Time for Tea

“I’ll have a triple-shot-extra-huge-extra-skinny-lattechino” barked the woman in front of me in the queue in the world’s most famous coffee-chain-named-after-a-character-from-Moby Dick. The poor, overworked barrista smiled and set to work. Elaborate machines hissed and spluttered while the woman stomped over to collect her order.

Just over the road, but a million miles away I had a completely different caffeine experience.

In the Japanese galleries in the British Museum there was a kimonoed explainer revealing to a small crowd the delicate intricacies of the traditional Japanese Tea Ceremony. Like the coffee-house experience, there is a ritual that must be observed. Unlike the coffee house experience, the ritual here creates a calm, peaceful environment rather than a frenzy fuelled by caffeine cravings.

There is no unnatural noise during the tea ceremony; no phones buzzing, no music players humming, no contraptions hissing just the sounds of nature and conversation.

We had to take the explainer’s word on this, as the museum setting negated these aspects to a degree but she was able to create the picture for us.

It used to be typical that the tea-space was a separate space in Japanese homes and a sign of wealth. As Japan becomes increasingly western, the tea-space is disappearing. It is probably being replaced with the Moby Dick-Coffee-chain.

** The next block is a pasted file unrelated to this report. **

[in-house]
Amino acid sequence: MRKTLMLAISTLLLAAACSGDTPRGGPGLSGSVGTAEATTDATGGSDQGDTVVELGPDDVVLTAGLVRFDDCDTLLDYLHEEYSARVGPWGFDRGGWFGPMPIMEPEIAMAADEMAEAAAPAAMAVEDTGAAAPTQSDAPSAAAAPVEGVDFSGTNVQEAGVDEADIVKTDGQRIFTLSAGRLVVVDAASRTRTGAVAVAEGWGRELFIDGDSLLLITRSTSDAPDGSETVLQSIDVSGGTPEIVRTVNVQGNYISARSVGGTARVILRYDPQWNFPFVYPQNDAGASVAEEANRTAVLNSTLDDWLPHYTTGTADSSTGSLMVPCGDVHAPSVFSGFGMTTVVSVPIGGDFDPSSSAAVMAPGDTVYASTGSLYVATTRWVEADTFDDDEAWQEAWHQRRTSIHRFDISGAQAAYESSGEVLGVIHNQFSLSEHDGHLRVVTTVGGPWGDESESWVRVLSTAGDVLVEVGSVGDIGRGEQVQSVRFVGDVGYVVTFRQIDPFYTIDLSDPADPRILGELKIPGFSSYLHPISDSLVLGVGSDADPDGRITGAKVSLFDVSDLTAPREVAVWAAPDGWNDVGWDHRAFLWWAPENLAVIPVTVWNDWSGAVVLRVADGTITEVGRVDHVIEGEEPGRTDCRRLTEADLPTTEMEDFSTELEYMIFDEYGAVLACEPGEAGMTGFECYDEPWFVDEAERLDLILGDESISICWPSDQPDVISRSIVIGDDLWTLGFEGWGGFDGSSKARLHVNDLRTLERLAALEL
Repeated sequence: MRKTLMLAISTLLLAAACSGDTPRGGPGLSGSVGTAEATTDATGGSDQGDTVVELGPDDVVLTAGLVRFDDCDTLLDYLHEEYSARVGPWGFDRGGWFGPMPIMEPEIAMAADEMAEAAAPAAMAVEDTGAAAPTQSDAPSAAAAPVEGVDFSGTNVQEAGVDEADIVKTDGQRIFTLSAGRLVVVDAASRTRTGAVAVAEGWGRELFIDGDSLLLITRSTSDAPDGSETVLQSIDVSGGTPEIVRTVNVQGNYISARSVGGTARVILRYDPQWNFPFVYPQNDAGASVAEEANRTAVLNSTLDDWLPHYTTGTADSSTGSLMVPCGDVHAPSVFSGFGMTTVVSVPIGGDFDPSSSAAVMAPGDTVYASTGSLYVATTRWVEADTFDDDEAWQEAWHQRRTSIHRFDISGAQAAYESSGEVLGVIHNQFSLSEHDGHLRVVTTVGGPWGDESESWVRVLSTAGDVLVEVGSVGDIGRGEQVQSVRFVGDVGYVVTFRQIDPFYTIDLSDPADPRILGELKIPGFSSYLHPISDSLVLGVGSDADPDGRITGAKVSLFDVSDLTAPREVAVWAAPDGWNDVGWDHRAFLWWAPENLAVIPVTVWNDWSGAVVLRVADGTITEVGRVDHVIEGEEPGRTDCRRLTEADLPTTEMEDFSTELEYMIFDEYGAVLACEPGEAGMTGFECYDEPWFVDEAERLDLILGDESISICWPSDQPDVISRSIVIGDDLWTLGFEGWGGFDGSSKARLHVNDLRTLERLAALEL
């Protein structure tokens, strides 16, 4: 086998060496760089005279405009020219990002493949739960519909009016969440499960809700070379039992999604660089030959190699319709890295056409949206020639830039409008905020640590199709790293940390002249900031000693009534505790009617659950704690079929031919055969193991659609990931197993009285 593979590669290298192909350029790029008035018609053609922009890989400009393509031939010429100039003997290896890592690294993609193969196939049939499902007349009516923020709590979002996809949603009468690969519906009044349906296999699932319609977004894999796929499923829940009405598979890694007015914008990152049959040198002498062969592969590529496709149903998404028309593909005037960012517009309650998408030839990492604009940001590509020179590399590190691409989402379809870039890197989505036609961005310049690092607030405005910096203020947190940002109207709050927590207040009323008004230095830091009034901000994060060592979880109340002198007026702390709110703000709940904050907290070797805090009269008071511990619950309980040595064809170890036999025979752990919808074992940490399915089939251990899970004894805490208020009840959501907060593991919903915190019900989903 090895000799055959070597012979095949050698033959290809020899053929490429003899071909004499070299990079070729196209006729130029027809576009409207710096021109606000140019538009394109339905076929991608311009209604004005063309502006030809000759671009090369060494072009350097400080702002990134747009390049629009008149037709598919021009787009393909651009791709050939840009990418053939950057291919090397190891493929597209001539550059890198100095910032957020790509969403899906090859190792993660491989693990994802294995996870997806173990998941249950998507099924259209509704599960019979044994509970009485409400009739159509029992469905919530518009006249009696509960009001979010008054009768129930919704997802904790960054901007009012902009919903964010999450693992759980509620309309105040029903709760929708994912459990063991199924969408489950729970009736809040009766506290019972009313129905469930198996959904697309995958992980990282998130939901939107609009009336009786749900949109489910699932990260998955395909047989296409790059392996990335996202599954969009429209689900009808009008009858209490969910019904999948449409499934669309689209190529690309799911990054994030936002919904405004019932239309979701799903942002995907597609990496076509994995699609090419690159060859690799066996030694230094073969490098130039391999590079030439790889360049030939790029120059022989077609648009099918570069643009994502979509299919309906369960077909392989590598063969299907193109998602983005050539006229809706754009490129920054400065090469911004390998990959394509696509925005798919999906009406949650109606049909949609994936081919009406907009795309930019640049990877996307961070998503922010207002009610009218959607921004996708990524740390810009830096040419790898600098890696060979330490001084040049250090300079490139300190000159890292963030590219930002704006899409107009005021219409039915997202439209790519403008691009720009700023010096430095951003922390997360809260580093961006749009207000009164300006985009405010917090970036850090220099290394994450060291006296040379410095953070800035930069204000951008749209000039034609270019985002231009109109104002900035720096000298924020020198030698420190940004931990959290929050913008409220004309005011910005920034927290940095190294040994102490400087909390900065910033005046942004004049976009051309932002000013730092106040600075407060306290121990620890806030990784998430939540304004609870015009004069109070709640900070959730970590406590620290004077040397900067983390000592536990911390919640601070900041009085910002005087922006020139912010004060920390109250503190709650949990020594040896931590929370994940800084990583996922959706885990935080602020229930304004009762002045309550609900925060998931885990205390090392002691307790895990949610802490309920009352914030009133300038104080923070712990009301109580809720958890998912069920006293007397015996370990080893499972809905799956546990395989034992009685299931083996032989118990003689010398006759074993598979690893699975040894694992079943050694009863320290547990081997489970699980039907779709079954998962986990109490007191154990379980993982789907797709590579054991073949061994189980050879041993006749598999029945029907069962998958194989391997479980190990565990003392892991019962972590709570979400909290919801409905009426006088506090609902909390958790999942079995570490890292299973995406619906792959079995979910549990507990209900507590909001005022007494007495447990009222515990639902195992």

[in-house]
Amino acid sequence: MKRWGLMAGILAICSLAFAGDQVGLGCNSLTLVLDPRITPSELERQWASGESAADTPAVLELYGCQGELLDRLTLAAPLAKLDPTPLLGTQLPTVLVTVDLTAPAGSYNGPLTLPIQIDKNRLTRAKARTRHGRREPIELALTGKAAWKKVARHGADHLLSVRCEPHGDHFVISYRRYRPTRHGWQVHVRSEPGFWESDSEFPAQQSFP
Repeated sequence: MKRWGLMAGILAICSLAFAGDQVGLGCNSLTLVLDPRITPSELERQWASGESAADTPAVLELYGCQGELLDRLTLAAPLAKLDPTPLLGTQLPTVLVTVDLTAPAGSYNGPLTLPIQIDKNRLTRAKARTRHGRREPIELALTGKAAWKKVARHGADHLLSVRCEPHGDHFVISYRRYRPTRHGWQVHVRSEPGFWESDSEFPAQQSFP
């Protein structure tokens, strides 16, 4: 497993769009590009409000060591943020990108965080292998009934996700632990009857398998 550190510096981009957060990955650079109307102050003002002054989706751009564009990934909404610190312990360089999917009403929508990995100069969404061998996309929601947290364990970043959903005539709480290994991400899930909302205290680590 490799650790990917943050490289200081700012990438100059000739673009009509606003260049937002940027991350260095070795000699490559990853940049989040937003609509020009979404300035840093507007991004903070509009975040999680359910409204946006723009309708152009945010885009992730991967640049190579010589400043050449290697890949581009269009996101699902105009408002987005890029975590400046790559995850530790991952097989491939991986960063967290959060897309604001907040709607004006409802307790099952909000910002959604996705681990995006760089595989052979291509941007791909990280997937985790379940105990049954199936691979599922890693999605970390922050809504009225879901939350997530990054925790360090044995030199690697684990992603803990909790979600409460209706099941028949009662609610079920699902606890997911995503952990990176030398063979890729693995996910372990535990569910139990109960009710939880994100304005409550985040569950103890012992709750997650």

A shame really, as the ceremony places everyone participating on an equal level while the coffee-chain experience seems to encourage unhealthy competition in those that partake.

In case you were wondering, I was waiting to order a green tea. It was the closest thing on the menu I could find to the tea used in the ceremony.

5 Comments Add yours

  1. We should have a British tea ceremony of our very own soon love: a brew of Tetley’s and cake, lad xxx

    1. Sounds delightful 😀 what would we use for vegan milk?

  2. Sally Fung says:

    At the National Botanic Gardens of Wales there is a Japanese garden. I think it was moved from Chelsea a number of years ago. It is the epitome of calm and there is a small structure where there are mats for a tea ceremony. It is next to a stream and there is a trickling of water. Very Zen. I’ll see if I can hunt out a photo for you.

    1. Hi Sally, thanks for the pic of the Japanese Gardens! I’ll put it up for everyone to see soon! Amazing! But I imagine a bit chilly at this time of year! 🙂

  3. NotEdible says:

    Green tea? Is that tea with weed in it Jack??? (Don’t worry, I know what green tea is really..) Hahaha sorry just lowering the tone of your lovely blog! I haven’t read it in a while and I love it, I feel like I am being educated and entertained at the same time! Genius! Much love xxx

Leave a Reply

Fill in your details below or click an icon to log in:

WordPress.com Logo

You are commenting using your WordPress.com account. Log Out /  Change )

Google photo

You are commenting using your Google account. Log Out /  Change )

Twitter picture

You are commenting using your Twitter account. Log Out /  Change )

Facebook photo

You are commenting using your Facebook account. Log Out /  Change )

Connecting to %s